snug, insulated hood and large pockets."
Expedition 36 Tent ($579), by The North Face
"I bring two tents for the Himalayas. This roomy, three-person
tent is for base camp. It's got a high ceiling and lots of space
for storage. Our high-camp tents are very similar, but with a
lower profile, so they don't catch the wind."
S-Series ($470), by Arbor Snowboard (www.arborsports.com)
"On expedition in Nepal, I can't call the local snow report every
day to get conditions. This freeride board works incredibly well
in all types of stuff."
(5) ICE AXE
Snowalker ($70), by Petzl (www.petzl.com)
"A light axe is important in climbing the world's ninth-tallest
mountain. This is definitely light."
Harvest ($1.35) and ProteinPlus ($1.95) bars, and PowerGel
($1.25), by PowerBar (www.powerbar.com)
"Up high I tend to eat the gel more. No chewing needed, just open
OTHER GEAR: (7) Prophet 65 backpack, The North Face; (8) Mountain
Light Pant, The North Face; (9) Himalayan Mitt, The North Face;
(10) Kevlar boot covers, Forty Below (www.fortybelow.com); (11)
water-bottle holder, Outdoor Research (www.outdoorresearch.com);
(12) Tetrax harness, Petzl; (13) Quark bent-shaft ice axes,
Petzl; (14) Elios Class helmet, Petzl; BlackLite cookset,
Mountain Safety Research (www.mountainsafety.com); stove, Primus,
(www.primus.se); (15) 8.8-mm dry rope, Petzl; DuoBelt headlamp,
Petzl; avalanche transceiver, Life-Link Pieps 457
(www.altrec.com); (16) dehydrated food (lasagna and fettuccine
alfredo), Backpacker's Pantry (www.backpackerspantry.com); (17)
boots, Dynafit (www.life-link.com); (18) Ecrins crampons, Petzl;
(19) Himalayan shovel, Life-Link; (20) Odyssey III adjustable
Rarely one to share the spotlight, hypercompetitive rock jock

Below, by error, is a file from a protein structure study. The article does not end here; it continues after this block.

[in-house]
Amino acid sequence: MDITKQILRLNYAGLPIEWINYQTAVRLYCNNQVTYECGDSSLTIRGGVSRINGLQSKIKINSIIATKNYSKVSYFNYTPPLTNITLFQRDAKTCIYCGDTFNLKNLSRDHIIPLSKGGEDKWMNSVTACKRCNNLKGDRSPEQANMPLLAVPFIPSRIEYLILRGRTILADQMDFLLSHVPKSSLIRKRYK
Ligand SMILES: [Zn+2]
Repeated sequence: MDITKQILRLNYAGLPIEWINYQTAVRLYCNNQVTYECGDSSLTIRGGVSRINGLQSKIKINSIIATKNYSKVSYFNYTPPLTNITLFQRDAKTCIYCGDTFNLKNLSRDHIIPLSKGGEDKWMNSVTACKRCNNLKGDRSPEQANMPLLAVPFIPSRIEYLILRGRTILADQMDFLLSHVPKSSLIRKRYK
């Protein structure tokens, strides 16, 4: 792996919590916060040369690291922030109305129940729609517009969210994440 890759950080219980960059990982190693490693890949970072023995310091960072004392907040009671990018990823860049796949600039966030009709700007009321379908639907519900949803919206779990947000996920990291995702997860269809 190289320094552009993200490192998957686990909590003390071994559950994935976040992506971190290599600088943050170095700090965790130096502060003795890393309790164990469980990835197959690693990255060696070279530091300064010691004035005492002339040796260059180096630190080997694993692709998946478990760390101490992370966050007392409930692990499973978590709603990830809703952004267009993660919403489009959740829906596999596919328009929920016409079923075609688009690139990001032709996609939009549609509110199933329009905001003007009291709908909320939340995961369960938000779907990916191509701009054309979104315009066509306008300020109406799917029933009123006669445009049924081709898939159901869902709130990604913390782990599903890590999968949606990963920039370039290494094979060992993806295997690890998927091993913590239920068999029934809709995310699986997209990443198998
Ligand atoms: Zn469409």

Hans Florine (above) did just that when he and Steve Gerberding
partnered to climb El Capitan's Dihedral Wall last Saturday. It
was the 100th El Cap ascent for both men, who set a speed record
for the route (14 hours and six minutes).... Snowboarders versus
skiers. Kite surfers versus windsurfers. Add surfers versus
kayakers to the pantheon of bitter rivalries. In November, a
year after one of his buddies was knifed by a surfer off Bali,
kayaker Ben Selznick, along with top paddler Brad Ludden, will
head back to the South Pacific island to go head-to-head with
Balinese surfers at some of the region's meatiest surf spots.
"It's going to be hostile," says Ludden, "but maybe [the
surfers] will see what we can do and we can have a beer at the
end of the day."... Which challenge would you prefer: a
28,000-nautical-mile ocean voyage on which you'd encounter 60-
to 80-foot waves, 60-mph winds, 35[degree] waters and
112[degree] heat, or Type 2 diabetes? How about both? That's
what Canada's John Dennis, 57, faces in Around Alone, the solo
round-the-world sailing race that began on Sunday with 13
skippers setting out from New York City.
SI senior writer Franz Lidz filed this dispatch from
Saskatchewan, where he's been covering Michel Fournier's attempt
to break the world freefall record of 102,800 feet.
Saskatoon is the City of Ampersands. You can breakfast at the
Eat & Run Cafe, lunch at the Sip & Chat and dine at H&R
Cheesetoast Express. You can even clean your jeans while
slugging back a Western Lager at a "laundrobar" called Wash &
Slosh. For the last two weeks I've been sitting & waiting for
Fournier, 58, to launch his massive helium balloon into the
upper stratosphere. The French daredevil's 24 1/2-mile plunge
has been postponed a half-dozen times due to high winds--in this
case, very high winds.
The project, 14 years & $10.5 million in the making, has been
plagued by insurance snags, governmental regulations and a
Gallic torpor summed up by the phrase laissez-faire. "It's
become a Shakespearean situation," team doctor Paul Vanuxem
lamented on Sunday after a fill tube malfunctioned during
countdown. "Tomorrow & tomorrow & tomorrow."
For more on this story, go to siadventure.com.
COLOR PHOTO: REED HOFFMANN (LEFT) THAT WAS THEN Earlier Ecos, such as the 2000 edition, which was held in Sabah, featured a stouthearted, if somewhat faceless, field.
COLOR PHOTO: MONTY BRINTON/CBS THIS IS NOW For next month's Eco in Fiji, Burnett has ramped up the star quotient with such racers as Survivor Borneo's Lewis.
TWO COLOR PHOTOS: GREG VON DOERSTEN
COLOR PHOTO: BRENDAN HALPER/KAMLOOPS DAILY NEWS WIPEOUT ROCK TILL YOU DROP While filming a commercial for a Canadian TV crew in Kamloops, B.C., mountain biking freerider Darren Butler, 25, braces for a crash landing that would send him to the hosptial with multiple, but not life-threatening, injuries.
COLOR PHOTO: COREY RICH
COLOR PHOTO: BOUQUILLON GILLES/GAMMA GROUNDED Fournier may have to delay his jump until next May.